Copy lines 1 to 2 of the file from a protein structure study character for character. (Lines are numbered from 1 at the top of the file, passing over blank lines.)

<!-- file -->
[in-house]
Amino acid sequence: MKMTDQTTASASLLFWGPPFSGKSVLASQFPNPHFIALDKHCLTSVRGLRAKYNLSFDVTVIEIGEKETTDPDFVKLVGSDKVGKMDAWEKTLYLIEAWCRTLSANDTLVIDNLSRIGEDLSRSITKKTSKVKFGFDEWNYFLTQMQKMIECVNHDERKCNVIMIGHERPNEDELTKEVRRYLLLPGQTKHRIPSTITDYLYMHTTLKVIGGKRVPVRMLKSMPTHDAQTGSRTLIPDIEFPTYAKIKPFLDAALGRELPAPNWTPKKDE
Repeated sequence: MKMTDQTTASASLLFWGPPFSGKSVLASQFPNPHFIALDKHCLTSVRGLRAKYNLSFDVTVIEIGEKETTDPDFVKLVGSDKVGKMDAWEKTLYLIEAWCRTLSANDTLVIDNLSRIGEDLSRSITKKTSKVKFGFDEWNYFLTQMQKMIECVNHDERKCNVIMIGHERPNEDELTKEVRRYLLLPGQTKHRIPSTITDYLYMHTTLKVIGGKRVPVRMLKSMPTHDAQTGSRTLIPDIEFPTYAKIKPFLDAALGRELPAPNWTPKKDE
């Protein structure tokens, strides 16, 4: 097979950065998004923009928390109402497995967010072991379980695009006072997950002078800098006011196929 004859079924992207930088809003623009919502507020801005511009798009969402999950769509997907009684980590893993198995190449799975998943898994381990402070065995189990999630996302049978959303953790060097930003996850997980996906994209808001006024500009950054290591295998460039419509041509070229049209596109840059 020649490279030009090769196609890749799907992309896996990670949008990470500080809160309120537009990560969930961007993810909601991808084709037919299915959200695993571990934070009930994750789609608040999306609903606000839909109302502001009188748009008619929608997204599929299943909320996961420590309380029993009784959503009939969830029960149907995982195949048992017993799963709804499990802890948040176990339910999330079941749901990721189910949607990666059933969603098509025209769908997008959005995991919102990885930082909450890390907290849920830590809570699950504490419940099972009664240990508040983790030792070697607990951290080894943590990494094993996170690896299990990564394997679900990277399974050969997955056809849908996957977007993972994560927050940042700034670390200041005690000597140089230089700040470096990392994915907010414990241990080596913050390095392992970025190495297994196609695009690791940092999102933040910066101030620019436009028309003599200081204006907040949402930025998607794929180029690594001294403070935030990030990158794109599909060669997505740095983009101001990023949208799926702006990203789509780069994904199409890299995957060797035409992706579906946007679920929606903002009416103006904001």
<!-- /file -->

[in-house]
Amino acid sequence: MKMTDQTTASASLLFWGPPFSGKSVLASQFPNPHFIALDKHCLTSVRGLRAKYNLSFDVTVIEIGEKETTDPDFVKLVGSDKVGKMDAWEKTLYLIEAWCRTLSANDTLVIDNLSRIGEDLSRSITKKTSKVKFGFDEWNYFLTQMQKMIECVNHDERKCNVIMIGHERPNEDELTKEVRRYLLLPGQTKHRIPSTITDYLYMHTTLKVIGGKRVPVRMLKSMPTHDAQTGSRTLIPDIEFPTYAKIKPFLDAALGRELPAPNWTPKKDE